I’ve always loved the Serenity Prayer: “God grant me the serenity to accept the things I cannot change; courage to change the things I can; and wisdom to know the difference.”

The problem is I can never quite remember the words and I haven’t really internalized it. I need something much simpler. What I have come up with is this. I ask myself “What can I do NOW?”. When I’m faced with a problem I freak out until it’s fixed. I get this uneasy nagging feeling in the back of my mind that won’t go away until the problem is solved. I alternate between thinking about the past; what I could have done or should have done to prevent it, and the future; what can I do tomorrow to fix it or how bad will it get? Given the amount of effort it takes to just get through grief, I don’t have the mental energy to spend on this nonsense right now. So, it’s more important than ever I just focus on “What I do NOW?” This is the question I ask myself over and over as much as necessary. Not what can I do in the past- the answer to that is always nothing. Not what can I do in the future- because I can’t act in the future either. I can only act NOW.

An example, last night around 10:30 PM the phone rings. The phone ringing at 10:30 is never good news. It happens to be Kayla. She is out getting food and the car has just stopped at an intersection. It’s completely dead. I immediately go back in time to all of the issues I had with the car this past fall. It was in and out of the shop three times. Finally I took it to the dealer and I had a new alternator put in it. The battery was pretty much brand new. It should have been good to go I think. What else could have done? I’m focused in the past. I snap myself back to the present. Kayla is OK. Probably a little scared, but she’s OK. I need to be grateful for that. So, I ask, What can I do NOW? We instruct her to call the insurance company and ask for a tow. We start looking for auto repair shops in Toledo (thank God for the Internet). The police come and help Kayla push the car into a parking lot. She’s with her boyfriend, so they leave the two of them there. We find the Lexus dealer in Toledo and give Kayla instructions to have the car towed there. Tywana and I sit.

What can I do NOW? The idea of driving to Toledo comes to mind. That’s silly. It’s a three hour drive. Nope I cant’ be there for her. She’s 19 and she lives three hours away. So, I set that aside. We’ve done all we can do for now, so we go back to watching television and wait for Kayla to call us to tell us the tow truck has arrived. Now my mind turns to Kayla’s stress level. She’s dealing with enough. She has finals next week. She’s supposed to drive home on Wednesday. I know she’s going to be stressed about this. The last thing she needs is more stress in her life right now. I start to stress about her stressing. Then, I think of Tywana. She’s supposed to run in the Flying Pig in the morning. She really needs her sleep. She does not function well without it. She’s already supposed to be up three hours earlier than normal for her. How is she going to function? She’ll never be able to sleep until she knows Kayla is safe. So, I stress out over Kayla stressing out and I’m worried that Tywana’s not going to get enough sleep and knowing she’s already counting the hours till morning. Wait a minute. I catch myself. Me stressing over Kayla stressing doesn’t help Kayla. Me worrying about Tywana’s sleep doesn’t help Tywana. Stop it! What can I do NOW? Worrying isn’t doing. Stressing isn’t doing. I set both aside and go back to watching television.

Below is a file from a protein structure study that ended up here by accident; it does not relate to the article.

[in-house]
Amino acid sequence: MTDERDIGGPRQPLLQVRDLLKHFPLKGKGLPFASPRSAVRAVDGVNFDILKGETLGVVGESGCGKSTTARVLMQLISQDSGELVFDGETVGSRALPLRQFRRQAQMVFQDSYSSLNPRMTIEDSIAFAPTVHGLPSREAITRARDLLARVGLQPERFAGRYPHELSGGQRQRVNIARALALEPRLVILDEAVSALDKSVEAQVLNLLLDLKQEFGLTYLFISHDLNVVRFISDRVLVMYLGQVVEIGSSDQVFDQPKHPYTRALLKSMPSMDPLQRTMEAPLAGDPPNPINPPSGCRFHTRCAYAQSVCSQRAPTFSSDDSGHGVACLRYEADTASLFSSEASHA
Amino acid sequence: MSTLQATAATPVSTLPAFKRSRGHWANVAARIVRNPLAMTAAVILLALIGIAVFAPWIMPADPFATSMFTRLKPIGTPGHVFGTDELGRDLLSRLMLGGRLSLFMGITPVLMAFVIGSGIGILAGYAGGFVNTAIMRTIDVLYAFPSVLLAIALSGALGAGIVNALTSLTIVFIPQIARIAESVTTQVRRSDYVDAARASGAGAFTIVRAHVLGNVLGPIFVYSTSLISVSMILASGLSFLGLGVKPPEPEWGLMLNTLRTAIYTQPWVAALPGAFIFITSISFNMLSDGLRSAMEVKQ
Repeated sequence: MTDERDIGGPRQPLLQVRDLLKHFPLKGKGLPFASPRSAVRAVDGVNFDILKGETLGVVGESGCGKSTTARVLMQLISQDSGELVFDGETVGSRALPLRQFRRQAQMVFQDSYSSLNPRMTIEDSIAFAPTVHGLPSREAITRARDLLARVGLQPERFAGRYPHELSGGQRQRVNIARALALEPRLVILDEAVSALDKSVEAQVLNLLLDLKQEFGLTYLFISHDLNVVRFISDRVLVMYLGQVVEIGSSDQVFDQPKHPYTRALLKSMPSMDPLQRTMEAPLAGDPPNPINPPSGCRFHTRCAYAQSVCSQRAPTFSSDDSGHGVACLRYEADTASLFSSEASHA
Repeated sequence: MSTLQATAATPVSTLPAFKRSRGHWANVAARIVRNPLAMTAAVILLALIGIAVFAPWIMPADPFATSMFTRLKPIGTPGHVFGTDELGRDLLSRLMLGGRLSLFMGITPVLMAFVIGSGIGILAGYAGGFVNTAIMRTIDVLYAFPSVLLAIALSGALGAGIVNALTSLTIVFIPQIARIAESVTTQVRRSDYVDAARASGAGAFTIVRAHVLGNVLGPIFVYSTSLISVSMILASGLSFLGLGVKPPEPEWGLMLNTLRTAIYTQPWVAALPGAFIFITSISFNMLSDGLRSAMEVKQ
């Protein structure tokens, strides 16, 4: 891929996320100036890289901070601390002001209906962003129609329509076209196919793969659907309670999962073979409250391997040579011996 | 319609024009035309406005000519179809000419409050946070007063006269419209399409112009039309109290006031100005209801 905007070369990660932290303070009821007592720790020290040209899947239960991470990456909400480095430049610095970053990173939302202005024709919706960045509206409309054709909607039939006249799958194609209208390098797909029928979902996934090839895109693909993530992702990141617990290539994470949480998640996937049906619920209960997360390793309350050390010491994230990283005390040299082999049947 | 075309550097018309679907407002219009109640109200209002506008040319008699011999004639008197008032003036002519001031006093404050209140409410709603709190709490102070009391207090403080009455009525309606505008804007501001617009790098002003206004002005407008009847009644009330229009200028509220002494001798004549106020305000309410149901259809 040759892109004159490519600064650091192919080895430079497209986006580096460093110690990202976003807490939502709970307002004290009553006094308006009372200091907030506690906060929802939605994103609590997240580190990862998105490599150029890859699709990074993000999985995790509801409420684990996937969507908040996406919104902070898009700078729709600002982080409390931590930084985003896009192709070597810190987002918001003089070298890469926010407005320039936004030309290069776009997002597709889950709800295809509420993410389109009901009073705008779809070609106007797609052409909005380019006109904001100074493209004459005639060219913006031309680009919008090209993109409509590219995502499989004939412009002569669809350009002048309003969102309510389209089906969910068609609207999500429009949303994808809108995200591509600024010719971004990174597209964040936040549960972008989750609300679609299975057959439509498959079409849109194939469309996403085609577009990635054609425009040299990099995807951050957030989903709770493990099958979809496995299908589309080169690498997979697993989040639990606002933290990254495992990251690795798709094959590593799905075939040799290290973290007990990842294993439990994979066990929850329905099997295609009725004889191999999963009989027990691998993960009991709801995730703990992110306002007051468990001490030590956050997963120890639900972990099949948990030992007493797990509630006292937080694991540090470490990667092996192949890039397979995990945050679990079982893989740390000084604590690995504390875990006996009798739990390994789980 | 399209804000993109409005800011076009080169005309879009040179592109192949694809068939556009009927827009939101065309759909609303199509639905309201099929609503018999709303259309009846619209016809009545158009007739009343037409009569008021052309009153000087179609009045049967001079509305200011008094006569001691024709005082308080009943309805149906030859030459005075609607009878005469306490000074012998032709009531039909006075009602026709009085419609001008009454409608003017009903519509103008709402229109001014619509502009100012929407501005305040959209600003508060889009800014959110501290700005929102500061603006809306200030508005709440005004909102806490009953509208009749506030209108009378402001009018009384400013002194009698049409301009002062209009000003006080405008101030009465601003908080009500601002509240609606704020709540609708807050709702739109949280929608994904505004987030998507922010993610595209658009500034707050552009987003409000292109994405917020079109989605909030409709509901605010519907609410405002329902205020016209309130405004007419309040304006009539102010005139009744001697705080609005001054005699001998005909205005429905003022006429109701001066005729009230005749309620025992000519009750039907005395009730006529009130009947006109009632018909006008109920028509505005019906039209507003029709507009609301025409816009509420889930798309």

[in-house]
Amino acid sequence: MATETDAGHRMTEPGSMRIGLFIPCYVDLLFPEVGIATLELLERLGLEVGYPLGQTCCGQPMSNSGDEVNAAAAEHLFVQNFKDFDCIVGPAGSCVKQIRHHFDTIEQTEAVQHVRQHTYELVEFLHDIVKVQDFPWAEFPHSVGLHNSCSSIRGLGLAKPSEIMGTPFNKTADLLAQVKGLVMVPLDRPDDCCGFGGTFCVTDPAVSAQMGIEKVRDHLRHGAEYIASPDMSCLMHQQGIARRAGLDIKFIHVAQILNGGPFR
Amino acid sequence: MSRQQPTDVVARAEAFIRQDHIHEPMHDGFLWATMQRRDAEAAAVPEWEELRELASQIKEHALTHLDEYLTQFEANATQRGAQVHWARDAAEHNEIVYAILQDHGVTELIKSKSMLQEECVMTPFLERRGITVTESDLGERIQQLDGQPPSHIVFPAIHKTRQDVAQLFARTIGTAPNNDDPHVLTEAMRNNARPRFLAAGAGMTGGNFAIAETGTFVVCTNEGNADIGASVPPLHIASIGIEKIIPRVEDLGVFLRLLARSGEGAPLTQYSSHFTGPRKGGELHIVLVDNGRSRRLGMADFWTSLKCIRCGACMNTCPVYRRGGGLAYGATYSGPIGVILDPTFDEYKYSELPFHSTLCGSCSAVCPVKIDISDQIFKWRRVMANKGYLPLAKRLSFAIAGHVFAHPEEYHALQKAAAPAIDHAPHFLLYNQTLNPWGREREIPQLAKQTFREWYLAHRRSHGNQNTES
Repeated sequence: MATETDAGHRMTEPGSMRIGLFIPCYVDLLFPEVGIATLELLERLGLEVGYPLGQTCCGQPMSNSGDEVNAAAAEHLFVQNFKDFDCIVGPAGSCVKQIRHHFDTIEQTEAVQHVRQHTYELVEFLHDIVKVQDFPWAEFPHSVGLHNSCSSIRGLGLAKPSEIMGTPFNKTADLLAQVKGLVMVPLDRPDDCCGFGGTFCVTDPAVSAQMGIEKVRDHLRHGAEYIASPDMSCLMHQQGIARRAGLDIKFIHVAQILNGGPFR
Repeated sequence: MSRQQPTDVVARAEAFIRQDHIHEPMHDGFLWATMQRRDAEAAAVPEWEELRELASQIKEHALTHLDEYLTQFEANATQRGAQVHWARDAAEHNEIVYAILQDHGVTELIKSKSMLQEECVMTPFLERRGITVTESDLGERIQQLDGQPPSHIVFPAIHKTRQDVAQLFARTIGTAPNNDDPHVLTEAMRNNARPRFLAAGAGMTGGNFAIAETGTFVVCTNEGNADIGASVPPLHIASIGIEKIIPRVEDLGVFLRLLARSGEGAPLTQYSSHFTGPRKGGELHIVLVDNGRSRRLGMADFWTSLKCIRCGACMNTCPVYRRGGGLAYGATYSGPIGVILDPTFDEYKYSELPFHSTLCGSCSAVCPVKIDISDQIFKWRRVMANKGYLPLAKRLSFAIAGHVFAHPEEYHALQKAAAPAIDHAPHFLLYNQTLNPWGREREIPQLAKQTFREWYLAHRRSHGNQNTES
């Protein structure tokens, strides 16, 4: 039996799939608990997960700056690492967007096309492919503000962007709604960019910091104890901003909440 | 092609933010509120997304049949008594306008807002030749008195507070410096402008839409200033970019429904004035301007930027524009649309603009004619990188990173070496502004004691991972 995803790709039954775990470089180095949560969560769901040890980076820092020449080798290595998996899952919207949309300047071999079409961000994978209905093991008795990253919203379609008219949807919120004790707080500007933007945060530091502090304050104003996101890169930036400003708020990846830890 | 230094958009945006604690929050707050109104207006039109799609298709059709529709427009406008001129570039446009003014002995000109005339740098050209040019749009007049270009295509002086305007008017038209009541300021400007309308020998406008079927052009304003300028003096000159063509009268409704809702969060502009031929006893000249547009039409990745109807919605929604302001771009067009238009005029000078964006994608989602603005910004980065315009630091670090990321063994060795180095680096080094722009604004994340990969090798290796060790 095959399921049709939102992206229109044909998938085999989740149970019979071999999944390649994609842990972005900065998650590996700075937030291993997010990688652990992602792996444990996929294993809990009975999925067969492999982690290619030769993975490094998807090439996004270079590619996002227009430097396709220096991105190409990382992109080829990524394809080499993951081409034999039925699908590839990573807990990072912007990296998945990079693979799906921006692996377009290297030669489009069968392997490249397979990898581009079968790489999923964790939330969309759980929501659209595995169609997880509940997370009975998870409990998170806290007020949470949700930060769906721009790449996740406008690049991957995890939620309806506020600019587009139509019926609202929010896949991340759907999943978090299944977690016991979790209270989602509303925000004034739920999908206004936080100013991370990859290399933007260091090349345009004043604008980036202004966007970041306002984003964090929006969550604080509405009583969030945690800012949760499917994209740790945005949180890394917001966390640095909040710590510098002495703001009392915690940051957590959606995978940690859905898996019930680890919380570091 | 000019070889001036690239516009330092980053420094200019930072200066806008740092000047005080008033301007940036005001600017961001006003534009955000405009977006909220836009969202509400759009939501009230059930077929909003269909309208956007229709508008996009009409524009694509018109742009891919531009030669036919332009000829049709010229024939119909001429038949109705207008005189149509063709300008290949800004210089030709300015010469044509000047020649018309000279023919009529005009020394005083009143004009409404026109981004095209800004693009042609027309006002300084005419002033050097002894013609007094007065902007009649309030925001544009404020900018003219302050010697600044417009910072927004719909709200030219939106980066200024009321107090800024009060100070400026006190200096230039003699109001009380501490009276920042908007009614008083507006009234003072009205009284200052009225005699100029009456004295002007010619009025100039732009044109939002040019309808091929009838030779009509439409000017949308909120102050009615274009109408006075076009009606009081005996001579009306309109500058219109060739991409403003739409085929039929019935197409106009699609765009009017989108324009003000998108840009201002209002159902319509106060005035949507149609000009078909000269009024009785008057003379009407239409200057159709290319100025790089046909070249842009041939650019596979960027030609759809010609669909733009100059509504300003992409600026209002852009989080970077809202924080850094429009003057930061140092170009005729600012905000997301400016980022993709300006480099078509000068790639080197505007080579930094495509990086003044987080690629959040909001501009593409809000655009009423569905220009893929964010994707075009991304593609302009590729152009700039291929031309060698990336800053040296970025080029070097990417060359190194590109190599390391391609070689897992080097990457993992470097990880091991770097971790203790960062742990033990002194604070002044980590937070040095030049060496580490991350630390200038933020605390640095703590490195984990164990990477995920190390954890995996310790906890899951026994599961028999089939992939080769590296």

The tow truck is supposed to take nearly an hour to arrive. We’re not happy about that. My thoughts now turn to the future. What is wrong with this car? Should we just trade it in and get another car for Kayla? Will the service department be open on Saturday? How much will it cost to fix it? If it’s the alternator (which I just had replaced), will the dealership here cover the cost? If we have to buy a new car, that’s lot of money. We just laid out tens of thousands for new product inventory. We just bought a car for Tywana two weeks ago. This wasn’t in the plan. I’m way ahead of myself. First, get out of the past. The money spent is gone. There’s no need to rehash that. Second, if we do have to buy another car (which I don’t know), we just do. And I won’t know until Monday at the earliest, three days away. I’m not going to torture myself between now and then.

11 o’clock rolls around. Time for bed. We both know we’re not going to sleep until we know Kayla is back at her dorm. We turn in and read. 11:30 rolls around. No word from Kayla yet. We call the towing company. The guy says he’s just arriving but he doesn’t see Kayla. We call Kayla. The address the insurance company gave him was 5400 W. Central Avenue. On a three way call with Kayla we figure out she’s at 3400 W. Central Avenue. We get some landmarks around her and pass them to the towing company. Finally, they arrive, Kayla texts us and we know she’s on the way back to her dorm. She texts us again when she gets to the dorm. Ahh…she’s safe. We can sleep. We turn off the lights and are drifting off to sleep when the phone rings again. It’s Kayla. She’s left her wallet in the car. OK…. What can I do NOW (from where I am)? Nothing. Kayla, you’ll just have to get by until we can talk to the dealer tomorrow. Good night. Lights out and I sleep like a baby. Tomorrow, I’ll figure out what I can do then.

Tonight we drive over to Lakota West for the first time (for me anyway) since Shayna passed. Tywana and I are presenting the first annual scholarship award in Shayna’s name at the Senior Academic Award night.. It’s surreal as it was almost exactly a year ago that we made this drive with Shayna for the Freshman Awards and learned that Shayna was 16th in her class. I still remember her asking to go out for ice cream with her friend when it was over. Wow, how things change in a year.  

Olivia, who is Shayna’s friend who had the idea for the scholarship and Lisa, her mother, are there to present with us.  Shayna’s friends are some really special kids.